On the surface, a walloping at Goodison is hardly the best dress rehearsal for the biggest stage of your life.
Yet as Leicester now focus on their fairytale visit to Atletico Madrid in the Champions’ League quarter finals – and another potential date with the history books – they were at least given an insight into the sort of quality they will face at that rarified European level.
Romleu Lukaku’s two fine goals took his season’s tally in all competitions for club and country to 30, and ensured he scored for the eighth consecutive occasion on his home ground – a feat not achieved here since big Fred Pickering went on the rampage in 1965.
He also reinforced his grip on the Premier League’s Golden Boot trophy, taking his domestic tally to 23, and no doubt increasing again the price he will command in the summer as yet more moneybags clubs scramble to secure his services.
The Belgian showed he is more than an adequate understudy for Atletico’s Antoine Griezmann, who will do well on Wednesday to match this impressive display of pace, power and aerial ability that ultimately proved the difference between the two sides.
It was an afternoon for records at Everton. They have already scored more goals in 2017 than they did in the whole of 2016, and four more here took their total in the last seven league matches to a mind-boggling 26.
It is their best winning run at home in the Premier League era.
Lukaku has 12 of those, and it is not hard to see why he will be the summer’s hottest transfer property. In fact, should Griezmann move as expected at the end of the season, don’t be too surprised to see him at the Vicente Calderon in Madrid.
He would certainly fit into the highest levels of La Liga, no question. His finish from Ross Barkley’s sublime cross to level at 2-2 after 23 crazy opening minutes was a case in point – that rare beauty of the perfect header, a lost art these days.
Yet he is so much more than that. As visiting boss Craig Shakespeare conceded afterwards, his side’s six game winning run came to an end in part because of the five changes he made with an eye to Wednesday, but also because of “Everton’s potent attacking threat”.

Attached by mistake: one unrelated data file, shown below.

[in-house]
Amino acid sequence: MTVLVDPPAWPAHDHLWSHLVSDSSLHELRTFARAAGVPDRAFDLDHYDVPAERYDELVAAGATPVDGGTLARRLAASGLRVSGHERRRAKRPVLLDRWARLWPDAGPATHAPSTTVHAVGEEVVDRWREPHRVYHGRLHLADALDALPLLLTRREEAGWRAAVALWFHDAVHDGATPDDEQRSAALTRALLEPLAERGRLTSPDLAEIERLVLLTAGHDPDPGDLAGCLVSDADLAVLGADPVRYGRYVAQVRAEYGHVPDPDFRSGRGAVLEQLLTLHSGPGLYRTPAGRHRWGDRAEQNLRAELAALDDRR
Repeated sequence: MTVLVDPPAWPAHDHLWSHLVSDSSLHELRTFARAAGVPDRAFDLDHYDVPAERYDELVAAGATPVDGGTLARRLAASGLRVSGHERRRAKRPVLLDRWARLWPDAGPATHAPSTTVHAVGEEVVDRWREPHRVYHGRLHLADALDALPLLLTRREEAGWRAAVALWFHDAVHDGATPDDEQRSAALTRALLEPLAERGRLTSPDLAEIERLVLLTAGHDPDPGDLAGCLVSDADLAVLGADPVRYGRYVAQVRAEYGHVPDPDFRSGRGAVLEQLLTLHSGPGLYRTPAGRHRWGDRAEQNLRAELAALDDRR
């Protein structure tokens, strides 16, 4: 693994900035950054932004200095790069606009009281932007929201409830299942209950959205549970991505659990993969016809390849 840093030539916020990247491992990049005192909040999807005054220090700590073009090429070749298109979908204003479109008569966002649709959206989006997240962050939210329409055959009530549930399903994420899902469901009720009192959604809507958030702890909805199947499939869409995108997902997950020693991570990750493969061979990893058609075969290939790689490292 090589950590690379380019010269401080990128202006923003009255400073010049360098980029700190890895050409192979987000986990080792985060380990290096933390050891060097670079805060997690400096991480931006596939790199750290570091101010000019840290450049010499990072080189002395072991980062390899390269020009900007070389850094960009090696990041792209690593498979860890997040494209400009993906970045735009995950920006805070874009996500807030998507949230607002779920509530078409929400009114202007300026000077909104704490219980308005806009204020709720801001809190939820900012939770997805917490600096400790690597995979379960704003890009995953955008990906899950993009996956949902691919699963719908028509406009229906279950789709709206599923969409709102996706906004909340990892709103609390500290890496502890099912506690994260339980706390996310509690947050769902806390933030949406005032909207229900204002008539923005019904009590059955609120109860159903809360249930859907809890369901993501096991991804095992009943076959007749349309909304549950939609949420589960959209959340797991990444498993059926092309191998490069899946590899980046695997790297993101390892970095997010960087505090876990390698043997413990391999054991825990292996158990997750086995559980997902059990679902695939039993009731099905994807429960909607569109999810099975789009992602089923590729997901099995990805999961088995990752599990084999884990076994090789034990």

That was evident within 30 seconds in fact, a mad opening that set the tone for the rest of the game when Kevin Mirallas produced a stunning piece of skill to skin Yohan Benalouane before being fouled, but Tom Davies was quick enough to seize on the ball and finish at the near post.
You feared for Leicester then, without their injured skipper Wes Morgan, but instead, they were in the lead before 10 minutes were out. First the impressive Demarai Gray ran hard from his own half to give Islam Slimani a perfect assist.
Then when young Matthew Pennington fouled Jamie Vardy out on the left, Marc Albrighton’s free kick delivery completely deceived Everton keeper Joel Robles and floated over him into the roof of the net.
The home side were undone by their enforced changes at the back, with Pennington and fellow youngter Holgate struggling, but it was Leicester’s disarray in the absence of three first choice defenders that proved the game’s pivotal point.
Lukaku levelled on 23 minutes, and then just before the break, skipper Phil Jagielka got above the entire visiting defence to glance home Kevin Mirallas’ corner, before repeating the trick after the break, to this time put the ball at the feet of Lukaku.
He doesn’t often miss those – strikers at that level don’t. It is perhaps the most important lesson Leicester learned before their date with destiny in Madrid on Wednesday night.